White cliffs of dover 09 2004The title of this post is a quote, of disputed origin. Its true. CERN is currently spending billions of euros and employing armies of supersmart people looking for the Higgs particle (as well as doing more fun and useful stuff too). The Higgs mechanism was stolen from condensed-matter physics by particle physicists, whose descendants are running CERN. There is no shame in stealing ideas from one area of physics and using them in another.

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MortarboardAs I think I have said before on his blog, most science research is not done by middle-aged academics like me but by PhD students and postdocs (postdocs are typically people who have got their PhD within the last few years). We academics have so many things to do: teach, admin, meetings, more admin, etc, that we unfortunately can not spend as much time as we want on research.

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BombThis is the fun title of a chapter section in a book called The Cult of Statistical Significance, which is as entertaining as you would expect any book to be with both cult and statistics in the title. I have not read all of it but a lot of it seems like one long attack on p-values.

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Today I ran the Physics bit of another University Open Day for prospective students. I think it went well. It ran smoothly as the earlier ones in July did (see my earlier post). They are quite rewarding to run as I think it is good to answer the questions of prospective students. I told one prospective student and parent about how first and insurance choices work, and if I can help even one student understand the system and make the right choice that is good.

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First View of Earth from MoonThe image to the left is the first picture of Earth taken from the Moon. It was taken 45 years ago and now we are all used to seeing pictures of our home planet from space. Google maps gives you a satellite image of wherever you like, e.g., the University campus, in seconds. Some of these images are just stunning, like this image of the Southern lights (the Southern hemisphere version of the Northern lights aka Aurora Borealis) taken from the International Space Station.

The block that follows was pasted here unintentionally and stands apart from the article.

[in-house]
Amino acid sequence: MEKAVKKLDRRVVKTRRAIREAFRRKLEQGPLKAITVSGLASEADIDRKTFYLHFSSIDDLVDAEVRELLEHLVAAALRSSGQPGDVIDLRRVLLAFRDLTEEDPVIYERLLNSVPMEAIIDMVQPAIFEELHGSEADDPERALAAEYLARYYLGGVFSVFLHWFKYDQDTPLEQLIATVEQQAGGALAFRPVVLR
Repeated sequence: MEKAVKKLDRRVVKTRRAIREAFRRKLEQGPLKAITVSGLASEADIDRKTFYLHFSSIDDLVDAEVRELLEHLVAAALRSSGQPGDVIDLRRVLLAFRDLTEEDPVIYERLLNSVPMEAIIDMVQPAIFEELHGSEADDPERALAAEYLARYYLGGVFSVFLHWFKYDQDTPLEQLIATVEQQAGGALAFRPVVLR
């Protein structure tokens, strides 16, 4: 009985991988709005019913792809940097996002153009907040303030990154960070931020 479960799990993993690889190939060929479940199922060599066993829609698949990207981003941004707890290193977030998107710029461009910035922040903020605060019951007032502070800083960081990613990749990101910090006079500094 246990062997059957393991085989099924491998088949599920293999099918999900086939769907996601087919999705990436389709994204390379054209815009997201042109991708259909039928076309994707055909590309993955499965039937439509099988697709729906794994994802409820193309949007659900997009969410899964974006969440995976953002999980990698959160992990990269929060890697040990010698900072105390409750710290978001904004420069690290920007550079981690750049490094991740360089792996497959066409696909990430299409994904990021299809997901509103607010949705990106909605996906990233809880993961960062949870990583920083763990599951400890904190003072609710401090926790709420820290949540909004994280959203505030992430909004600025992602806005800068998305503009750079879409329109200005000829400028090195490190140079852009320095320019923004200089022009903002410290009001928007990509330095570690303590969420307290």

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Following Paul Stevenson’s blog yesterday about some of the interesting events at this year’s British Science Festival, I thought I would add some my own favourites. I should say that the whole week, the largest science festival in Europe, held this year in Bradford, has been a resounding success. The events organised by the Physics and Astronomy Section drew in the largest crowds of all (as usual), apart from the big evening lectures in the theatre in town given by the explorer Ranulph Fiennes and Lord Robert Winston.
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15
Sep
2011

Young Rhesus MacaqueOver the years, scientists have made quite a few animals glow green (when illuminated by blue/near UV light). See an earlier post for glowing fish. Marmosets, pigs, mice etc all have been made to glow. And now cats have joined the list, thanks to the work of Wongsrikeao and coworkers. See here for a picture of a glowing cat. Handy if you can’t find Molly at night.

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WMAP probe
One of the fun things I get to do as part of my job is to be involved with the annual British Science Festival, getting involved in organising the physics and astronomy events. This year the festival is in Bradford, where I am now, and I sit outside composing this at a rather attractive new campus, sitting outside in the mid-September sun.
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Having been back at work a month, holidays are now seeming like a long time to go.  This year I went to Tanzania and climbed Kilimanjaro (it’s always good to have a nice restful holiday to set yourself up for the next term).  I hadn’t really looked into this before I left, assuming it would be a little like the Inca Trail but a bit higher.  I had also been led to believe that this was the ‘easy’ route – it was a bit of a surprise to discover the morning we started that the ‘easy’ related to staying in huts rather than camping and this was actually the fastest ascent, and consequently the highest failure rate.

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Antarctic Sea Ice - Amundsen SeaYou might be tempted to think that some multinational oil companies think that the global warming is not occurring. Particularly if you read articles like this one in The Guardian. It covers the oil company ExxonMobil funding a climate-change-sceptic, who seems to make a living attacking the scientific consensus that our world is getting warmer. But there is one way in which global warming is very useful to oil companies like ExxonMobil.

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